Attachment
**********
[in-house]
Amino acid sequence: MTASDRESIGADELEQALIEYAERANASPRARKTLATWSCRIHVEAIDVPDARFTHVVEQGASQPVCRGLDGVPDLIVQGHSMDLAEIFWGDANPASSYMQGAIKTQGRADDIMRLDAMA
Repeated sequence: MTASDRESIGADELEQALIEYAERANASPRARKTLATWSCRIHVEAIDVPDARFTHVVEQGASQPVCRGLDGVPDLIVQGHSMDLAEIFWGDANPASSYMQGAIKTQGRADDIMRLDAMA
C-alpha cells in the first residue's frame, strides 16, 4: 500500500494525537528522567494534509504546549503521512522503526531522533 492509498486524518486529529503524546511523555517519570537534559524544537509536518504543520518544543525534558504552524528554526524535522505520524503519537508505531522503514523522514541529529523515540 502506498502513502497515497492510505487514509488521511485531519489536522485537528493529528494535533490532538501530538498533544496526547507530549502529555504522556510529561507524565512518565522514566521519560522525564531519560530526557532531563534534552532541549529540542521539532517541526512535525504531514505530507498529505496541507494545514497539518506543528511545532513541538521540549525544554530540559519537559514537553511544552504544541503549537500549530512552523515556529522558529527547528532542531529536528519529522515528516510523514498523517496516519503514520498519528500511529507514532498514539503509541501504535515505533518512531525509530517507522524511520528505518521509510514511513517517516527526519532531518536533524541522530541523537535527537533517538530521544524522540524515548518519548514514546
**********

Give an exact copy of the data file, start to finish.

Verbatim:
[in-house]
Amino acid sequence: MTASDRESIGADELEQALIEYAERANASPRARKTLATWSCRIHVEAIDVPDARFTHVVEQGASQPVCRGLDGVPDLIVQGHSMDLAEIFWGDANPASSYMQGAIKTQGRADDIMRLDAMA
Repeated sequence: MTASDRESIGADELEQALIEYAERANASPRARKTLATWSCRIHVEAIDVPDARFTHVVEQGASQPVCRGLDGVPDLIVQGHSMDLAEIFWGDANPASSYMQGAIKTQGRADDIMRLDAMA
C-alpha cells in the first residue's frame, strides 16, 4: 500500500494525537528522567494534509504546549503521512522503526531522533 492509498486524518486529529503524546511523555517519570537534559524544537509536518504543520518544543525534558504552524528554526524535522505520524503519537508505531522503514523522514541529529523515540 502506498502513502497515497492510505487514509488521511485531519489536522485537528493529528494535533490532538501530538498533544496526547507530549502529555504522556510529561507524565512518565522514566521519560522525564531519560530526557532531563534534552532541549529540542521539532517541526512535525504531514505530507498529505496541507494545514497539518506543528511545532513541538521540549525544554530540559519537559514537553511544552504544541503549537500549530512552523515556529522558529527547528532542531529536528519529522515528516510523514498523517496516519503514520498519528500511529507514532498514539503509541501504535515505533518512531525509530517507522524511520528505518521509510514511513517517516527526519532531518536533524541522530541523537535527537533517538530521544524522540524515548518519548514514546